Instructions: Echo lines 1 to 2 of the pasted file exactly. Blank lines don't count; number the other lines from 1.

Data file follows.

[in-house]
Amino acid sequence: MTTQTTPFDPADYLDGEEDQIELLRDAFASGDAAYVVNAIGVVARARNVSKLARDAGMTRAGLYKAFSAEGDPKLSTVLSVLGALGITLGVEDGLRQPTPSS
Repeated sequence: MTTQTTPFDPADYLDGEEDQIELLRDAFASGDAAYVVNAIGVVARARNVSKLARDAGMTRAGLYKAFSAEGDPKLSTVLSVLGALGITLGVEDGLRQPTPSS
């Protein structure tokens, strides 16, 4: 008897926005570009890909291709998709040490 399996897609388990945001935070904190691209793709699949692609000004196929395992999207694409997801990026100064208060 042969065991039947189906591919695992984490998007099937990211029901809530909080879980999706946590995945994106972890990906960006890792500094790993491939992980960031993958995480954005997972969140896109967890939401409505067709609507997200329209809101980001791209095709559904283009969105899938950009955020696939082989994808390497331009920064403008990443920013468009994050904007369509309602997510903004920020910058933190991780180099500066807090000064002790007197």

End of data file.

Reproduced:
[in-house]
Amino acid sequence: MTTQTTPFDPADYLDGEEDQIELLRDAFASGDAAYVVNAIGVVARARNVSKLARDAGMTRAGLYKAFSAEGDPKLSTVLSVLGALGITLGVEDGLRQPTPSS